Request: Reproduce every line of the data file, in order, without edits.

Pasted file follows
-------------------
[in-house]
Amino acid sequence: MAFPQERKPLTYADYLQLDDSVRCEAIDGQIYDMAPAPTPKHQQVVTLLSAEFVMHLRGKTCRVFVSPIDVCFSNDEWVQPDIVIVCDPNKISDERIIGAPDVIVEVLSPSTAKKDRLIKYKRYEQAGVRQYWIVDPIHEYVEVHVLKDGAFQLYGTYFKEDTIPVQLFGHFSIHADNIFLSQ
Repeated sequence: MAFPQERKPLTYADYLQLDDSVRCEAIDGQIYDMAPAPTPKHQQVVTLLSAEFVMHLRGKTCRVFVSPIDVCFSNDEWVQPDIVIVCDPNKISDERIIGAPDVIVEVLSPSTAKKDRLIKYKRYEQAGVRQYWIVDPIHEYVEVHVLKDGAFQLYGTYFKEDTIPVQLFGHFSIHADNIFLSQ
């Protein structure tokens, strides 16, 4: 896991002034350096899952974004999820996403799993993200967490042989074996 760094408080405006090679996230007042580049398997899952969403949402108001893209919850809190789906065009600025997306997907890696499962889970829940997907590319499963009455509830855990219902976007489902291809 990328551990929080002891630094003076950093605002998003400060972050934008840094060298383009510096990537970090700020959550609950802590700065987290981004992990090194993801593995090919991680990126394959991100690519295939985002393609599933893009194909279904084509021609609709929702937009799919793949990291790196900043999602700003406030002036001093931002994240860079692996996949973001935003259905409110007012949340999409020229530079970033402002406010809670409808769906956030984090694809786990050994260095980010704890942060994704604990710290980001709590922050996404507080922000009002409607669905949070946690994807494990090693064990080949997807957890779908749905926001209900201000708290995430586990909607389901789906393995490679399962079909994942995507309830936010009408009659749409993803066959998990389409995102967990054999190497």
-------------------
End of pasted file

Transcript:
[in-house]
Amino acid sequence: MAFPQERKPLTYADYLQLDDSVRCEAIDGQIYDMAPAPTPKHQQVVTLLSAEFVMHLRGKTCRVFVSPIDVCFSNDEWVQPDIVIVCDPNKISDERIIGAPDVIVEVLSPSTAKKDRLIKYKRYEQAGVRQYWIVDPIHEYVEVHVLKDGAFQLYGTYFKEDTIPVQLFGHFSIHADNIFLSQ
Repeated sequence: MAFPQERKPLTYADYLQLDDSVRCEAIDGQIYDMAPAPTPKHQQVVTLLSAEFVMHLRGKTCRVFVSPIDVCFSNDEWVQPDIVIVCDPNKISDERIIGAPDVIVEVLSPSTAKKDRLIKYKRYEQAGVRQYWIVDPIHEYVEVHVLKDGAFQLYGTYFKEDTIPVQLFGHFSIHADNIFLSQ
């Protein structure tokens, strides 16, 4: 896991002034350096899952974004999820996403799993993200967490042989074996 760094408080405006090679996230007042580049398997899952969403949402108001893209919850809190789906065009600025997306997907890696499962889970829940997907590319499963009455509830855990219902976007489902291809 990328551990929080002891630094003076950093605002998003400060972050934008840094060298383009510096990537970090700020959550609950802590700065987290981004992990090194993801593995090919991680990126394959991100690519295939985002393609599933893009194909279904084509021609609709929702937009799919793949990291790196900043999602700003406030002036001093931002994240860079692996996949973001935003259905409110007012949340999409020229530079970033402002406010809670409808769906956030984090694809786990050994260095980010704890942060994704604990710290980001709590922050996404507080922000009002409607669905949070946690994807494990090693064990080949997807957890779908749905926001209900201000708290995430586990909607389901789906393995490679399962079909994942995507309830936010009408009659749409993803066959998990389409995102967990054999190497």